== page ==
• Timelessness: The Cercidiphyllum japonicum, commonly known as Katsura Tree, has a fossil record that dates back millions of years. Its enduring presence through epochs symbolizes timelessness and permanence.
    • Change and Transformation: The Katsura Tree is known for its heart-shaped leaves that change color throughout the season, from a fresh green in spring to yellow or apricot tones in autumn. This makes it a symbol of change and the beauty of life's transformations.
    • Memory and Nostalgia: The Katsura Tree's leaves release a sweet scent resembling burnt sugar or caramel in the fall. This unique characteristic can symbolize memory and nostalgia as the fragrance evokes past experiences and seasons gone by.
    • Sensory Pleasure: With its notable fall fragrance and visual beauty throughout the seasons, the Katsura Tree represents the delight of the senses and the enjoyment of natural pleasures.
    • Grace and Elegance: The tree's overall form and the delicate texture of its leaves lend a sense of grace and elegance, making it a symbol of these qualities.

Every 7-10 days
2500 - 10000 Lux
Every 2-3 years
Spring-Early Summer
As needed
  • water dropWater

    Katsura trees prefer consistent moisture, so they should be watered deeply once a week, providing about 1.5 to 2.5 gallons of water each time during the growing season. In the fall, this can be reduced as the plant prepares for dormancy. In the absence of rainfall, supplementing with additional water may be necessary, especially in the case of extended dry spells. It's important not to over-water, as standing water can lead to root rot. Additionally, in hot summer months, you might need to water more frequently to maintain soil moisture.

  • sunLight

    Katsura trees thrive best in full sun to partial shade conditions. The ideal spot for a Katsura tree would be an area where it receives at least six hours of direct sunlight a day, but is protected from the intense, midday sun. This will ensure its delicate leaves do not get scorched, while still providing enough light for healthy growth.

  • thermometerTemperature

    Katsura trees can tolerate a range of temperatures and are hardy from USDA zones 4 through 8. They can withstand minimum temperatures down to -30°F, but the ideal range for promoting growth is between 60°F and 75°F. Avoid exposing the Katsura tree to temperatures above 85°F for extended periods, as extreme heat can stress the plant.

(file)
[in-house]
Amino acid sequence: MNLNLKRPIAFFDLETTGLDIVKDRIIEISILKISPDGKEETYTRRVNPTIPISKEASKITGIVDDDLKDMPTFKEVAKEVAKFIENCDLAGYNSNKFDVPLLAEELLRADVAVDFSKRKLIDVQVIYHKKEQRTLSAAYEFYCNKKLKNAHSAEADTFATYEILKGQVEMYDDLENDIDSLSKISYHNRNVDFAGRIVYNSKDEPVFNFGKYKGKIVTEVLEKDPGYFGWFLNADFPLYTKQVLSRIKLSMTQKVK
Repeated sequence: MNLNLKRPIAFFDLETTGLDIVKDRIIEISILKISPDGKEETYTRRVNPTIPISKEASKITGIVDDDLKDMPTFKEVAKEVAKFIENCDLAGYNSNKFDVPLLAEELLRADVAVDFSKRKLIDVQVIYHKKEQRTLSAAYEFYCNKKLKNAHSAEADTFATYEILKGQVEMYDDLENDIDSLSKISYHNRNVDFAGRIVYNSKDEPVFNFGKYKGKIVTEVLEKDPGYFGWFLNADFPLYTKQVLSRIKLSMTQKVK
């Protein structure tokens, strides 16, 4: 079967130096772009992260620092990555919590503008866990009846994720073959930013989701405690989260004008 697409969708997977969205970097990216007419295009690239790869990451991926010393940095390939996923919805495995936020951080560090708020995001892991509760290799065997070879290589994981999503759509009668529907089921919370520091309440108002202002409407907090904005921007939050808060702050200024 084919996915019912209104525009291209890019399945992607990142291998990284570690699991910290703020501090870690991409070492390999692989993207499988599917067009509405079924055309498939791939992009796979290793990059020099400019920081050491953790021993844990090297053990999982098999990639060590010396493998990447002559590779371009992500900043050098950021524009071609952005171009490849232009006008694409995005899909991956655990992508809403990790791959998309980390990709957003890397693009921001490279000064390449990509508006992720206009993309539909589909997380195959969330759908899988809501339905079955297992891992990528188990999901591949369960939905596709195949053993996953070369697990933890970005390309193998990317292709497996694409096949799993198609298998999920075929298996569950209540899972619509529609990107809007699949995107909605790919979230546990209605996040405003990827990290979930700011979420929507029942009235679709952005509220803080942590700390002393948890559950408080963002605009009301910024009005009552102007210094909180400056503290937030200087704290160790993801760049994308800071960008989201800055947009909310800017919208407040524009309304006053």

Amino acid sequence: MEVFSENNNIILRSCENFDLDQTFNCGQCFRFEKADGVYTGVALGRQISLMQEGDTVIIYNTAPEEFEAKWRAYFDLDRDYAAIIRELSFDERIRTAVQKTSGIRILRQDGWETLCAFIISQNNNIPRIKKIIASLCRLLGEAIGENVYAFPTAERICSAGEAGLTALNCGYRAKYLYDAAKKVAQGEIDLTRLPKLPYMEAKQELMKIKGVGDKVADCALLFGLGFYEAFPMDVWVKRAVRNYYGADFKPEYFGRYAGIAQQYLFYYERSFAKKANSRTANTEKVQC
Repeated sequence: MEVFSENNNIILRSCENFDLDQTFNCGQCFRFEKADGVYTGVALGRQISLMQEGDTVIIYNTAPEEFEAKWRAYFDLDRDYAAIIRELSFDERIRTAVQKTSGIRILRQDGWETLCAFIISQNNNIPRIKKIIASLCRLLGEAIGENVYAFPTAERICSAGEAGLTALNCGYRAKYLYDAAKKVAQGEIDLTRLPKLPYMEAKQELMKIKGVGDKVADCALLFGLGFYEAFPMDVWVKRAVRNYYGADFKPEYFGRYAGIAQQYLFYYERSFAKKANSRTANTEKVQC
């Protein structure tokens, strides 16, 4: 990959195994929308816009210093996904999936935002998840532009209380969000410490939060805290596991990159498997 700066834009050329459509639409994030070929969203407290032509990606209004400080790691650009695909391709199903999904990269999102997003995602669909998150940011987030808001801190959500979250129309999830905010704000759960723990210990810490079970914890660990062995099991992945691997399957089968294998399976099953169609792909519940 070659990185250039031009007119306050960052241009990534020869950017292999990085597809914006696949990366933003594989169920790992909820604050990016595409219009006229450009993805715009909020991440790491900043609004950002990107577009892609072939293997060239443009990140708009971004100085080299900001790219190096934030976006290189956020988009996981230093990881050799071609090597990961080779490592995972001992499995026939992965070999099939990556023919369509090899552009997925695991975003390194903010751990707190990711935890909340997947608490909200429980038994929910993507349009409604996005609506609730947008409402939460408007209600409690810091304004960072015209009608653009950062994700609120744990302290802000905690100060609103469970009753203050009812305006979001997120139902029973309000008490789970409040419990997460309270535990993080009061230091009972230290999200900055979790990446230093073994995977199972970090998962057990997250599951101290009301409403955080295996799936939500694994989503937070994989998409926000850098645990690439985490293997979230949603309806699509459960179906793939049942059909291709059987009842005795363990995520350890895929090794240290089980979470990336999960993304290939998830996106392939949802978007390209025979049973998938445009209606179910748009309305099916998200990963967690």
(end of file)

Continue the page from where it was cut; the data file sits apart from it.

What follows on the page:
• scissorsPruning

    Prune Katsura trees minimally to maintain their natural shape and remove any dead, damaged, or diseased limbs. It is best to prune in late winter or early spring before the onset of new growth. Pruning is typically only needed once a year, but can be done as necessary to remove unwanted branches or maintain the desired form.

  • broomCleaning

    As needed

  • bambooSoil

    Katsura tree prefers moist, well-draining soil with a rich organic content. The best soil mix might include loamy soil, peat, and some sand or perlite to aid drainage. The ideal soil pH for Katsura tree is slightly acidic to neutral, ranging from 5.5 to 7.5.

  • plantRepotting

    Katsura tree grown in a pot should be repotted every few years to replenish the soil and allow for root growth. Repotting every 2-4 years is generally adequate.

  • water dropsHumidity & Misting

    Katsura tree thrives in average to high humidity levels. It should be placed in an environment with humidity levels of 40% or higher to maintain its health and foliage quality.

  • pinSuitable locations

    • Indoor

      Place in bright, indirect light and keep soil moist.

    • Outdoor

      Plant in partial shade, protect from strong winds, ensure soil drainage.

    • Hardiness zone

      4-8 USDA

  • circleLife cycle

    Cercidiphyllum japonicum 'Heronswood Globe', commonly known as Katsura Tree, begins life as a seed that germinates in moist, well-drained soil in spring. The seedling emerges and grows rapidly, establishing a rounded canopy and heart-shaped leaves that turn from green to shades of yellow, orange, and red in the fall. During the juvenile stage, the tree increases in height and girth until it reaches maturity, offering a dense and globe-like form. Throughout its mature stage, which can last many years, the Katsura Tree produces inconspicuous flowers in early spring, before the leaves emerge. If conditions are favorable, the pollinated flowers develop into small, non-ornamental fruits that release seeds, continuing the cycle. The tree will eventually enter into a period of decline due to age or environmental stresses, at which point growth slows and the tree may become susceptible to pests and diseases before it dies.

  • sproutPropogation

    • Propogation time

      Spring-Early Summer

    • Cercidiphyllum japonicum 'Heronswood Globe', more commonly known as Katsura tree, is most effectively propagated through softwood cuttings. This technique is generally best performed in late spring or early summer when the tree's new growth is still flexible and not fully matured. To propagate by this method, a gardener would select a healthy branch and cut a segment around 4 to 6 inches long, ensuring that at least two sets of leaves are on the cutting. The lower leaves are removed, and the cut end is dipped in rooting hormone to encourage root development. The cutting should then be placed in a well-draining potting mix, kept moist and covered with a plastic bag or placed in a greenhouse to maintain humidity. Roots typically form within a few weeks, after which the new Katsura tree can be transplanted to a permanent location.